The consequences of the above is expected to bridge the cost gap in Derbyshire of £219m. This shifts the emphasis from bed-based care to local, place-based care which will reduce the number of beds by 535 ( 100 of these are outside of the region). This represents a 30% reduction in the number of acute, emergency beds.
“Doing nothing” is not an option. There is a lot of unnecessary expense, and some of the patient care approaches are not fit for purpose, especially for those elderly people who are in hospital greater than 14 days. How much of the future growth can be funded by these savings is a moot point.
Comments on the STP
- Bed occupancy rates are currently ~90%. A safe level that avoids other health risks is 85%. Beds should only be removed when a long term rate of a maximum of 85% can be committed. This implies that the seamless working between hospitals and Social services is well-embedded before any beds are removed.
- This seamless integration with Local Authority Social Services, Voluntary sector and other community based non-NHS organisations is not addressed in the plan yet is a critical success factor. This will be a significant change in the process, procedures and organisations of these entities.
- Derby City Council’s cutting of all Voluntary Sector Grants is an example of short-termism which does not consider the consequences on the whole system
- Although there have been small developments through the Better care Fund since 1 April 2015, this needs to be stepped up significantly to make any tangible progress.
- There should be greater emphasis on a proactive process by which hospitals work in conjunction with GPs, local care support to actively ensure that no one spends an unnecessarily long time in a hospital environment.
- Whilst the allowed 2% increase in Council Tax helps to provide additional funding for Local Authority Social Care, anecdotally, it seems not to be enough. There needs to be a different formula for calculating the funding which recognises the benefits to the whole system ( inc NHS) – not just as a Local Authority Grant.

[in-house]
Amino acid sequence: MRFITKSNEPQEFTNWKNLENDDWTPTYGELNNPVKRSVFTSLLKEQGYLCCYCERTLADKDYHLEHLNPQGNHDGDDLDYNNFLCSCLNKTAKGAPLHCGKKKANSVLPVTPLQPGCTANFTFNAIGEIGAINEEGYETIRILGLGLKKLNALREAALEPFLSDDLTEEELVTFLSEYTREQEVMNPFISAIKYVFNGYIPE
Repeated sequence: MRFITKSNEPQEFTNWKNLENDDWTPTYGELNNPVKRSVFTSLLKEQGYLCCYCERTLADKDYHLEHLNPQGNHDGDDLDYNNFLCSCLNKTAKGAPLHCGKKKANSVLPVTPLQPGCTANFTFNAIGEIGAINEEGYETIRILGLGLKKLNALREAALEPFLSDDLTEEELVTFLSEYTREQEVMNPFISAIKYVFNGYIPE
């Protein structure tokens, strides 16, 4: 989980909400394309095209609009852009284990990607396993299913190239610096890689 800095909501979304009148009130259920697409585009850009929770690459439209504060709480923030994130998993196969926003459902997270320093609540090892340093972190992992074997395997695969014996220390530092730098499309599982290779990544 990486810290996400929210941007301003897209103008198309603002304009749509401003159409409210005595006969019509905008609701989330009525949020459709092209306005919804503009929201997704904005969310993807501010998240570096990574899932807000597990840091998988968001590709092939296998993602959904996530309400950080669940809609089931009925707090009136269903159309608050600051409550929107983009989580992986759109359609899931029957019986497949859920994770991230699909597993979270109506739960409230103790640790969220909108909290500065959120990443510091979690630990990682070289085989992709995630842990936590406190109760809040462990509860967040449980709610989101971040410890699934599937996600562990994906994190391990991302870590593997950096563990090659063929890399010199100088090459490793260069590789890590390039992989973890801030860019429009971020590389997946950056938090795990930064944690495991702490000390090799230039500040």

- Minimise the “internal market”/tariff principles/existing GP contracts which drives volume through hospitals and therefore exacerbates the bed occupancy rate. Measures and flow of funds should support the principle of place based not bed-based care. This needs to be addressed.
- The principle of a system based footprint, and governance, which reduces organisational boundaries suggests that the direction of travel is for less fragmentation of the NHS, not more. i.e. outsourcing specific services to private companies is counter to the vision of the STP.
- The engagement and communications strategy is key to the successful implementation of this plan. This is possibly the single largest element of the project to ensure that the public do not feel that “arbitrary” decisions are being made to close facilities, reduce beds. Transparent, consultative, accountability will assure a smooth progress.
- Engagement must be constant to capture any “unintended consequences” of what, at first appeared, sensible plans.
- The identified risks in the plan are extremely high level. Part of the engagement approach, and consultation should give greater clarity on the more detailed implementation risks, and the mitigation strategies – this will indicate potential alternative plans and strategies which also might require consultation.
- The STP does not highlight any requirements for change at the NHS England level which would help facilitate more efficiency / bureaucracy avoidance – some must exist. ( It is assumed that there are cross STP opportunities, as well)
Transformation which drives the NHS, Local Authority Social Care, and other organisations to work seamlessly together is not an option; it has to happen. Whilst this should not change the core principle of “free at the point of use” , it must be revolutionary in its approach. When the NHS was formed there were many naysayers – that is the nature of transformational change. This will take courage , as well as professional planning, and widespread support. In my opinion it is the only way forwards.